5

Franchement, y'en a, j'te dis pas !


4

La formule « c'était il y a longtemps » est beaucoup utilisée, et elle sonne mieux que « ça a été il y a longtemps », qui n'est pas très belle, et pas correcte. À la place, tu peux dire « ça s'est passé il y a longtemps », ce serait à peu près la même chose. « C'était il y a longtemps » implique qu'on décrit une action qui était en train de se faire, sans ...


4

In French, this pronounciation often goes along with y in written text (I think of “oyez” and “royal”), you can use that if you want to describe it. It's also the pronunciation of -ille in French, which forces the i out of any bigram it could form with the preceding vowel, as in “paille” (and arguably, in “corbeille”). I have the feeling there's something ...


3

En France on se jette la vaisselle à la figure. Comme quoi la vaisselle doit être souvent un sujet fréquent de dispute. Mais l'expression a largement dépassé le cadre de la cuisine ! après sept années de concubinage, les héros de la mini-série de France 2 Un gars, une fille, viennent en effet de se jeter la vaisselle à la figure et Chouchou est repartie ...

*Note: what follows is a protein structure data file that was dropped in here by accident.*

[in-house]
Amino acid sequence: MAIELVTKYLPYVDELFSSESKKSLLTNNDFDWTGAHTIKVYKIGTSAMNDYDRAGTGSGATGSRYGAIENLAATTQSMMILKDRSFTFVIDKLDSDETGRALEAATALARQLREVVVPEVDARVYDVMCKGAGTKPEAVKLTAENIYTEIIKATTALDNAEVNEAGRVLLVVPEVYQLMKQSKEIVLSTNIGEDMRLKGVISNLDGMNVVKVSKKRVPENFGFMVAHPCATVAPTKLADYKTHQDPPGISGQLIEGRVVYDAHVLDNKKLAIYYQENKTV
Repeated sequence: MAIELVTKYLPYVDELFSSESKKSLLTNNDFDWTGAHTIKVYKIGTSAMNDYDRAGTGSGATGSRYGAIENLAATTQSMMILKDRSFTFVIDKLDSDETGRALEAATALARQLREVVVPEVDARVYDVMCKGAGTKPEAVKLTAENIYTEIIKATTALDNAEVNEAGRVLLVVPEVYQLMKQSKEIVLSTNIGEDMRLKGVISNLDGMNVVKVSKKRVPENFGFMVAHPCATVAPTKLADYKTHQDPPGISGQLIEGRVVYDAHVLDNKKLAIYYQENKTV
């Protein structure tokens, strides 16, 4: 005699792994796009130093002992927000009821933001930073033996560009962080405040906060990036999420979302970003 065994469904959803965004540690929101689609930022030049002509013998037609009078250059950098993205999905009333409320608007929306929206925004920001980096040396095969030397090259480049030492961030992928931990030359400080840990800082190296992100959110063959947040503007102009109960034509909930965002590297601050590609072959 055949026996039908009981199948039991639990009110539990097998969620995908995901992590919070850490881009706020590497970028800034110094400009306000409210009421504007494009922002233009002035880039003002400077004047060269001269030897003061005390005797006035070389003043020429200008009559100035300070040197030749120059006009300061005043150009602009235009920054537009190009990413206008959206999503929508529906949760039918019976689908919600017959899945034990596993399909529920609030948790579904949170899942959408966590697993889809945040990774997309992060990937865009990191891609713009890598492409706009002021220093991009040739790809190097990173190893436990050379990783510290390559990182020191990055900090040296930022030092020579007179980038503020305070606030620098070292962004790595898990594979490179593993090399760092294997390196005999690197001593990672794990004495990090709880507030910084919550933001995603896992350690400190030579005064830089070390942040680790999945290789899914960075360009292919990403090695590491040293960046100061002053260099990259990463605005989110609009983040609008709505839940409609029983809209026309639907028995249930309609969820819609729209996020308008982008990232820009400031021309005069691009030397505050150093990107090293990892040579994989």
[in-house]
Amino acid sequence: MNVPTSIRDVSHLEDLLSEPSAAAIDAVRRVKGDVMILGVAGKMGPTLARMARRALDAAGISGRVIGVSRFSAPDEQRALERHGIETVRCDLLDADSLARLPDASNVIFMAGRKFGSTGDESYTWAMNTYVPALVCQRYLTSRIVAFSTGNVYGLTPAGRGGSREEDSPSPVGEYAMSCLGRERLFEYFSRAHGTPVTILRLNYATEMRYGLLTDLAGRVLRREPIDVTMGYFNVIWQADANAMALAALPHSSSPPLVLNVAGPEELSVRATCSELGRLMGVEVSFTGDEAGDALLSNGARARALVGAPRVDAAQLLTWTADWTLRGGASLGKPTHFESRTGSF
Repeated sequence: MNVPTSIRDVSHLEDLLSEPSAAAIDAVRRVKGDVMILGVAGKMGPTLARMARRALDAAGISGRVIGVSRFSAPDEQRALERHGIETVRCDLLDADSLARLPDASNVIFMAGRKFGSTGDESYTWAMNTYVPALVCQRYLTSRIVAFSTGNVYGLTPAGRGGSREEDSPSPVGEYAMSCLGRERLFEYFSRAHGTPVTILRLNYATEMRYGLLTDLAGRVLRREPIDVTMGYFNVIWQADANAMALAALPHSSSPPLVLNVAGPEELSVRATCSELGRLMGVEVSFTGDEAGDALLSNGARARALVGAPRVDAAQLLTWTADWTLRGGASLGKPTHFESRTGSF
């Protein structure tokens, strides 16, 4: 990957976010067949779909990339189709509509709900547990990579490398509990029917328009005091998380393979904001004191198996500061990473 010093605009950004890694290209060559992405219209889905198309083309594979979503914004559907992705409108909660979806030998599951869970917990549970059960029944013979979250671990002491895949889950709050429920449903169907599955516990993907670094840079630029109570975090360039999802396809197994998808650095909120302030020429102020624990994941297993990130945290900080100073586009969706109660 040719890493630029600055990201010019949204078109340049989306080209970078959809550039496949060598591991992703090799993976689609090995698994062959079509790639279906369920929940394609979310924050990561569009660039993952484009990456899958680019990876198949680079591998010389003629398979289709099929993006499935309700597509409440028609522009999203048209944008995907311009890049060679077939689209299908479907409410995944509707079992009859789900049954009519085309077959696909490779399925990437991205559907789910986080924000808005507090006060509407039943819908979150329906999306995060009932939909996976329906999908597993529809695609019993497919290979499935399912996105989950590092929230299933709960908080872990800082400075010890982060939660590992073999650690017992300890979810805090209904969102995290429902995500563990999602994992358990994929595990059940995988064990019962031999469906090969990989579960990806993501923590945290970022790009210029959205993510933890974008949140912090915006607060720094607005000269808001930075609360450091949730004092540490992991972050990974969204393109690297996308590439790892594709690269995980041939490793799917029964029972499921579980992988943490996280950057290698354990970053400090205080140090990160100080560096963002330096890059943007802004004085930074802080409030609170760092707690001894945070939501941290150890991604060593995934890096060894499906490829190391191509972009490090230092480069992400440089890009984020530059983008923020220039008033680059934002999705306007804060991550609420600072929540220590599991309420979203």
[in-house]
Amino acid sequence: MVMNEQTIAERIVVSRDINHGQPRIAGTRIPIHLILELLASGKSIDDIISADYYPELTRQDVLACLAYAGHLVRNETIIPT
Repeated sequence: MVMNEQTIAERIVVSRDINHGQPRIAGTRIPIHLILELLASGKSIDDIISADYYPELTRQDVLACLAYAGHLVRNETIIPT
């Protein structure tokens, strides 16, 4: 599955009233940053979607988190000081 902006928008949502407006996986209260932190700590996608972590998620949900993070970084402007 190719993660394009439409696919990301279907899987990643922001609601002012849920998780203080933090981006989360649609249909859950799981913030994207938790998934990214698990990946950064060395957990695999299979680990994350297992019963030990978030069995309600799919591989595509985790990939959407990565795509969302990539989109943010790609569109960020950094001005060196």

2

Lol I'm having the same issue but with the difference that I'm a native Spanish speaker who is perfectly fluent in English. I've been learning for a month now (almost exclusively French/English) and just today I started doing exercises in French/Spanish. I must say, at the very beginning it was quite handy knowing Spanish because of the phrase structure, ...


2

As for "Honestly, some people!" (said irritatedly), I would like to throw Ah, les gens ! into the ring. Not because it's better than the other renditions, but because it's closer to the original. As above, you may add "j'te jure" ("I'm telling ya.") or any equivalent amplifier for effect. Selected web-search results: BirdsDessinés: Ah les gens ...


1

That's a very dubious assertion; I know for certain that speaking French fluently is not going to make a conversation in Spanish intelligible at all to you, nor one either in Portugese or Italian. It must be taken very generally: you'll find often the same latin roots but that's about all in the way of a solid similarity. For instance, whereas in French ...


1

I don't think one should see it as an either/or thing. Rather use your knowledge of both English and Spanish along with the cognitive ability to learn a new language (which you have already demonstrated in fact). Of course your speed will be faster given that you are already aware of things like the subjunctive and latin roots.


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